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Raibex Decision: Franchisors Must Reconsider Disclosure Practices When the Franchise Location is Unknown

By: Louis Vouloukos
Nov 14, 2016

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Many franchisors provide a disclosure document and subsequently grant a franchise to a prospective franchisee before the franchise location is even selected. A franchisor may be loath to undertake the risks and associated costs of securing a location and entering into a head lease before having a franchisee bound to that location. However, the decision of the Ontario Superior Court of Justice in Raibex Canada Ltd. v. ASWR Franchising Corp. (“Raibex”) has made this common business practice extremely risky.

In Raibex, the franchisee and franchisor signed a franchise agreement before the location of the franchise was known. The franchise agreement contained specific provisions for selecting premises after the franchise agreement was signed.

The franchisee received a disclosure document containing the franchisor’s “standard form” sublease, which stipulated that the franchisee accepts all the terms, covenants, conditions and obligations of the head lease that was to be included as a schedule to the sublease. However, there was no head lease in the disclosure document. Moreover, the disclosure document did not contain an estimate of the development costs associated with refurbishing a franchise location. Rather, it contained only a cost estimate based upon constructing a restaurant from a “shell”, not the conversion of an existing location. The disclosure document did open up the possibility of lower costs for a conversion, but contained a disclaimer that “the franchisor had no reasonable means of estimating or predicting those costs with any certainty”.   

A location was secured approximately six months after the franchise agreement was signed. The franchisor was the head tenant and was to sublease the premises to the franchisee.  The terms of the sublease included a provision requiring the franchisee to pay a deposit of approximately $120,000. Moreover, the franchisor estimated costs for refurbishing this location at about $1 million, which fell within the costs range in the disclosure document for a “shell”, but this location was a conversion.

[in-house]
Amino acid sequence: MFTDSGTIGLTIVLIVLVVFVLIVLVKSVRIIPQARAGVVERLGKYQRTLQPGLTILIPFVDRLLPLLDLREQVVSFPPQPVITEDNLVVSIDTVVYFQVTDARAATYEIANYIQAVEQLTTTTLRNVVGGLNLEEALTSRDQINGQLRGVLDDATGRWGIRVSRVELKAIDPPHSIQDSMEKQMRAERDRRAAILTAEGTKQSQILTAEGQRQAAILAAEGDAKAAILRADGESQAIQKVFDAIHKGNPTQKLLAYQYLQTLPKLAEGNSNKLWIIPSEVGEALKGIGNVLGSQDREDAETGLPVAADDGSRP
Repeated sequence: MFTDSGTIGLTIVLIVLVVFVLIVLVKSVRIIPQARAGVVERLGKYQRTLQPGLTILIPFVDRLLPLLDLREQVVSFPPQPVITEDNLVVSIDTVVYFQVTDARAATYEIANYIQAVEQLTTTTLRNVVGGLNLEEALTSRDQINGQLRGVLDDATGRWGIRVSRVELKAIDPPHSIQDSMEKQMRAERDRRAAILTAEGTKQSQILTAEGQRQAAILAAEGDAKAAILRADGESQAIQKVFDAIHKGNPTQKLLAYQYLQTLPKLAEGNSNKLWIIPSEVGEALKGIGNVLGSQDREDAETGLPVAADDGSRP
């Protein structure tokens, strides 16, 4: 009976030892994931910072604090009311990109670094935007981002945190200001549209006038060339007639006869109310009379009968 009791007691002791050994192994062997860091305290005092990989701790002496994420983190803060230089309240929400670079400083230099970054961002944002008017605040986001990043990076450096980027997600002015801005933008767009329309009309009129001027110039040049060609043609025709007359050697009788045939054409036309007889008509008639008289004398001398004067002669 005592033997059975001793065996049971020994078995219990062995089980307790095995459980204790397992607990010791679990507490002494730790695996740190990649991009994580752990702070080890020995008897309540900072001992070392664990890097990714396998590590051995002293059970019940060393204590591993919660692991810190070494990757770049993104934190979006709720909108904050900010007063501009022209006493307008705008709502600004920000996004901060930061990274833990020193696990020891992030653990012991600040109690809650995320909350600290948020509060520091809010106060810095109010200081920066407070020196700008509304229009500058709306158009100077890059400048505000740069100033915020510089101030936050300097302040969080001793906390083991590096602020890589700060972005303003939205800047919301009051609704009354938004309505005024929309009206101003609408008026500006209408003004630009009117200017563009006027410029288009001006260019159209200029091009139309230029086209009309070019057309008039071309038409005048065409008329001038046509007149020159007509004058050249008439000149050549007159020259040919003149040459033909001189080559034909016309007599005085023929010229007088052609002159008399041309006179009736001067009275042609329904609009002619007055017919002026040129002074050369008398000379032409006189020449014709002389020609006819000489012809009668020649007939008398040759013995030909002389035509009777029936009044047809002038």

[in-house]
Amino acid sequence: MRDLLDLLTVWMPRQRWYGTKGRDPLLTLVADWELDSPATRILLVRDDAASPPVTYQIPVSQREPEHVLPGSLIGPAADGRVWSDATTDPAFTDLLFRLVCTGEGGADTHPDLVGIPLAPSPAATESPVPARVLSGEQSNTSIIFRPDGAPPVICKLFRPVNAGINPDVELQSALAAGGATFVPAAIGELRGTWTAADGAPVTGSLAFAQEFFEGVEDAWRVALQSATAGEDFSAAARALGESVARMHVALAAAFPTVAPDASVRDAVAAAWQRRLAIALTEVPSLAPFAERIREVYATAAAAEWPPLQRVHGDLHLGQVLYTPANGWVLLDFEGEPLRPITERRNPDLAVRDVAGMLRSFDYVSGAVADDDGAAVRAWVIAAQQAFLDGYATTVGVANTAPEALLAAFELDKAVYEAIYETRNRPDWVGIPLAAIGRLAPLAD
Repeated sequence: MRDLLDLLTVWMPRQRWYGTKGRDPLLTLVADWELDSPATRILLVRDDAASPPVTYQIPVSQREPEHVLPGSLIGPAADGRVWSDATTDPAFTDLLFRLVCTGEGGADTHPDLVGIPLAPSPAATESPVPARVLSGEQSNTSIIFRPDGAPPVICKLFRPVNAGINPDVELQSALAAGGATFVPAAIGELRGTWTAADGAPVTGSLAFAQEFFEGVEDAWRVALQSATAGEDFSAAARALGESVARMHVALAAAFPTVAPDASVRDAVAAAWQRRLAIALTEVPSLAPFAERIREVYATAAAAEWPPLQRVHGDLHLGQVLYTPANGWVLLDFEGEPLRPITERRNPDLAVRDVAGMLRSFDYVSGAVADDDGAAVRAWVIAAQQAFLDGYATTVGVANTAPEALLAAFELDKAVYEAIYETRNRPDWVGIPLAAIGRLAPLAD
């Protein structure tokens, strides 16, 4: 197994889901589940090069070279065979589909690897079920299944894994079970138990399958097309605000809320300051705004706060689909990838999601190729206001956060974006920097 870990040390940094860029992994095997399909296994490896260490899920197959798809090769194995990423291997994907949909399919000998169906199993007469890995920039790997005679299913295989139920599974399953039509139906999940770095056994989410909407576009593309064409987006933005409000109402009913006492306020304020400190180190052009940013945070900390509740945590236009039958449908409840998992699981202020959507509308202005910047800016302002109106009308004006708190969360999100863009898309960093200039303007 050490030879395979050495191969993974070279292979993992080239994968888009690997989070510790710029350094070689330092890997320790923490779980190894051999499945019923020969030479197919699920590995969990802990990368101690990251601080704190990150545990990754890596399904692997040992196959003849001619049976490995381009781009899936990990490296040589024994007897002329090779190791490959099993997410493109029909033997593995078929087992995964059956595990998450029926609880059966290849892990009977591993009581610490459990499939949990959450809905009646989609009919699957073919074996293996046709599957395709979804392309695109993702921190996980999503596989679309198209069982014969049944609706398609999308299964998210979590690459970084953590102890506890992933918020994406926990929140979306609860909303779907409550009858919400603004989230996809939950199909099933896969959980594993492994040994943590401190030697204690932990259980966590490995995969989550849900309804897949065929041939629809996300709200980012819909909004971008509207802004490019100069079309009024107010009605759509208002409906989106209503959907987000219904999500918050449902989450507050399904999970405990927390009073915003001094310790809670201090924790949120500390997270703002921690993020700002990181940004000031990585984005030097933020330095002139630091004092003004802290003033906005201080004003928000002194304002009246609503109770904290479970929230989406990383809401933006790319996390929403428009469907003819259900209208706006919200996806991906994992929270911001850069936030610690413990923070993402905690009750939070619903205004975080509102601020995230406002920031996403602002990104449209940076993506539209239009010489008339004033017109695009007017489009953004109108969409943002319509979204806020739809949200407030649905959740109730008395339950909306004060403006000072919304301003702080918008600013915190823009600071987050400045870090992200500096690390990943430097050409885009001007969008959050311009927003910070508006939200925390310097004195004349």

The franchisee sought to rescind the franchise on the basis that it did not receive a disclosure document as mandated by Ontario’s franchise-specific legislation, the Arthur Wishart Act (Franchise Disclosure), 2000 (the “Act”).  The franchisee claimed that the disclosure document was deficient as it did not contain a head lease or an estimate of the costs associated with refurbishing the franchised location.  The franchisor’s position was that the location of the franchise had not been identified when disclosure was provided and it was therefore impossible to make this disclosure.    

In finding in favour of the plaintiff franchisee, the Court outlined the relevant provisions of the Act and its Regulations, which mandate that a franchisor must provide a prospective franchisee with a disclosure document that contains all material facts, including all of the franchisee’s costs associated with the establishment of the franchise. The Court noted that “these disclosure requirements are mandatory” and added that “a broad disclaimer was no answer to the mandatory statutory disclosure obligations”.  In her decision, Justice Matheson acknowledged that the practice of making disclosure before a location was determined is not unusual, but concluded that:

If it is simply impossible to make proper disclosure because material facts are not yet known, then the franchisor is not yet ready to deliver the statutorily required disclosure document. The franchisor must wait—it does not get excused from its statutory obligations.

This decision not only challenges the effectiveness of broad-based disclaimers when providing cost estimates, but also challenges the common practice of providing disclosure and entering into a franchise agreement before the location is known. As a result, many franchisors will have to reconsider their disclosure practices.

Franchisors are strongly encouraged to consult with a franchise lawyer on how to best manage their disclosure obligations and risks before entering into franchise agreements when the location is not yet known.   

Louis Vouloukos   905.452.6883   lvouloukos@lawrences.com

© 2015 Lawrence, Lawrence, Stevenson LLP

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